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What is SIP Trunking?

The definition of SIP trunking is a Voice over Internet Protocol (VoIP) based on session initiated protocol (SIP), which enables internet-based telephony vendors to provide telephone services and unified communications to customers with SIP-based private branch exchange (IP-PBX).

Why Use SIP Trunking?

A SIP trunk provides service that is equivalent to what you get from an analog phone line. However, the big difference is that a SIP trunk, connects your PBX to your network via a “virtual” wire using either your T1, cable modem, ethernet, etc.

One key benefit of using a SIP trunk is that you don’t need to maintain the same degree of physical infrastructure. SIP trunks are also appealing to large companies because it enables enterprises to pay for fewer phone lines. For companies that are using PBX systems, SIP trunking is often a far more attractive alternative to purchasing a separate phone line for every individual employee. And for fast-growing companies, SIP trunking helps make it easier to scale.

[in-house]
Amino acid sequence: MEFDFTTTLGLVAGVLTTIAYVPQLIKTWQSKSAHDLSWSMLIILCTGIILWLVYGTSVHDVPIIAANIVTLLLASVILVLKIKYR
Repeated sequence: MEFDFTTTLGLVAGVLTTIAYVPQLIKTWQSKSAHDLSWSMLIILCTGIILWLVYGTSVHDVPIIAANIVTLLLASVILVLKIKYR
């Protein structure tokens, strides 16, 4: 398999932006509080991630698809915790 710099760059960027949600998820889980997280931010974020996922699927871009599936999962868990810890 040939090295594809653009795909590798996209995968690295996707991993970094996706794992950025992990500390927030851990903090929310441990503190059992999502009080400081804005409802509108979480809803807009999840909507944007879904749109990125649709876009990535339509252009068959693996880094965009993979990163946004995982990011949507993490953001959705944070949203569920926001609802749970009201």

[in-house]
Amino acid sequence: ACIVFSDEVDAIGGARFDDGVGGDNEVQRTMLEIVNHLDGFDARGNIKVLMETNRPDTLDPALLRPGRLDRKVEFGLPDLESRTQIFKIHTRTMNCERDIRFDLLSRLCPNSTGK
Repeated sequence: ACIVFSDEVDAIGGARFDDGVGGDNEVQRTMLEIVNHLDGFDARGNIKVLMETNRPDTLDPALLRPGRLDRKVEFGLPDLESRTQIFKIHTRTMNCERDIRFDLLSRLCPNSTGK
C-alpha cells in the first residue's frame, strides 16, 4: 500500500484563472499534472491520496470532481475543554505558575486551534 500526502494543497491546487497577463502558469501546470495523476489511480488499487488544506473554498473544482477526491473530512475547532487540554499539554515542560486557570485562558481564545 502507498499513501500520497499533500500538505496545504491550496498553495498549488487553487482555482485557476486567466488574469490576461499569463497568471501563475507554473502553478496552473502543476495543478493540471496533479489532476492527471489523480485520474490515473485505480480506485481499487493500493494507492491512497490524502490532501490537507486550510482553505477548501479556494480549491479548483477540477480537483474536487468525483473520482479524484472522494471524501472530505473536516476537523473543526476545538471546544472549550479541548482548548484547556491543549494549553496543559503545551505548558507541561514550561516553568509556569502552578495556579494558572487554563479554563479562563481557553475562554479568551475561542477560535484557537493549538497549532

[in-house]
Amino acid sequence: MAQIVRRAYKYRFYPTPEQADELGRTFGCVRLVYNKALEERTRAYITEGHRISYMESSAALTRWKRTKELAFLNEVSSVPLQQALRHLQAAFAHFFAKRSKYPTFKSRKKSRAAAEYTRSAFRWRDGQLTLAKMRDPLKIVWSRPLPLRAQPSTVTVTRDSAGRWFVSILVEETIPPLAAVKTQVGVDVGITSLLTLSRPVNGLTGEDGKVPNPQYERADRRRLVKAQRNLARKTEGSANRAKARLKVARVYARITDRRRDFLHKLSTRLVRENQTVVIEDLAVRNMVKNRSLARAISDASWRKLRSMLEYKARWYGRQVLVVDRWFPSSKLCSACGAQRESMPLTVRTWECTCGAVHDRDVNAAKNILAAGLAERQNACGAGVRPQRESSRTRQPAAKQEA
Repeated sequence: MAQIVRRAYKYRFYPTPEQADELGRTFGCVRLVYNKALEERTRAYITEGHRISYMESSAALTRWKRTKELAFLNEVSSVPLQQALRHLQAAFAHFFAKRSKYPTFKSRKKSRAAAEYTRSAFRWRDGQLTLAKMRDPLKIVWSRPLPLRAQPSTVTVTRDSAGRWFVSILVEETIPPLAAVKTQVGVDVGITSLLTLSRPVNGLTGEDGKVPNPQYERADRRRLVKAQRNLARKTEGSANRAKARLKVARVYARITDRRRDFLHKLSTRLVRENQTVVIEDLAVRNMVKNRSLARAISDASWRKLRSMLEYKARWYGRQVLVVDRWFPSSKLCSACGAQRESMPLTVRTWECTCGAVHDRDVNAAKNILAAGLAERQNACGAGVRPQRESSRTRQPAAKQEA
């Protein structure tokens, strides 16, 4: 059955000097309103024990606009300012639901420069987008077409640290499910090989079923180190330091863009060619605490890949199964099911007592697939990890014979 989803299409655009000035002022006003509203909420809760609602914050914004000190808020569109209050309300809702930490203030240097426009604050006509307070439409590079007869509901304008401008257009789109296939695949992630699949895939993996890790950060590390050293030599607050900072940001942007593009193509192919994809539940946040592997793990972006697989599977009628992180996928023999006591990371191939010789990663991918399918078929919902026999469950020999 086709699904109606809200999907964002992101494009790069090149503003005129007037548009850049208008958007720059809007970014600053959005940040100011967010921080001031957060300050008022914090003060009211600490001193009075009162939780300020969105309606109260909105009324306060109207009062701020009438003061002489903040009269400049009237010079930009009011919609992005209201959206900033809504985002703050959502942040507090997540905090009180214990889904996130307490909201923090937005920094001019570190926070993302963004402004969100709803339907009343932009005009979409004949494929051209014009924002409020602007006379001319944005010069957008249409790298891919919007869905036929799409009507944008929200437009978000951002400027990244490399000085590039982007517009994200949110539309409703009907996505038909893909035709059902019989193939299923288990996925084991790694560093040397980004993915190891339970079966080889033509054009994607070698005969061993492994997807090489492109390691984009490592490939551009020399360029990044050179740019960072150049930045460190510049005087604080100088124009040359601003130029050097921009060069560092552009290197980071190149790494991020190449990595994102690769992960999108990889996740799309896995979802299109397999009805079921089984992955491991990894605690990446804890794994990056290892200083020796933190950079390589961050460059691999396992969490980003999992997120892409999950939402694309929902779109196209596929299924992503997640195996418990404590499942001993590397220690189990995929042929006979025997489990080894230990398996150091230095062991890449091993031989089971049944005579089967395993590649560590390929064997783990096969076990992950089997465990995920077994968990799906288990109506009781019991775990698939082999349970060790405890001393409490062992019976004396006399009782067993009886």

Another added benefit to using SIP trunks is that it is easier to connect to services that are hosted in the cloud. This can provide sales teams with the advantage of connecting PBX phones to sources of rich data like CRM, as well as other cloud-based tools in the sales technology stack.

SIP Trunking Applications

SIP trunking can enable a variety of applications that can provide unified communications services including:

  • Video
  • Voice
  • Streaming media
  • Web conferencing
  • Desktop sharing

SIP Trunking Architecture

SIP trunking architecture can partition a unified communications network into two disparate domains including:

  • A Private Domain: VoIP solutions that occur at a customer’s business or home
  • Public Domain: a full VoIP access solution to the PSTN / PLMN property and responsibility of the ITSP that provides phone service

These two domains must be interconnected through a SIP trunk. The interconnection is created by transport via the Internet Protocol (IP), which involves establishing specific regulations in order to handle some of the protocols and services that are classified as SIP trunking.


The ITSP is must follow law obligations of the Public Domain including:

  • Identification of users
  • Tracking traffic
  • Implementation of lawful interception mechanisms

The private domain is not subject to particular constraints of law, and can instead be either the responsibility of the ITSP, end users, or of the voice services provider.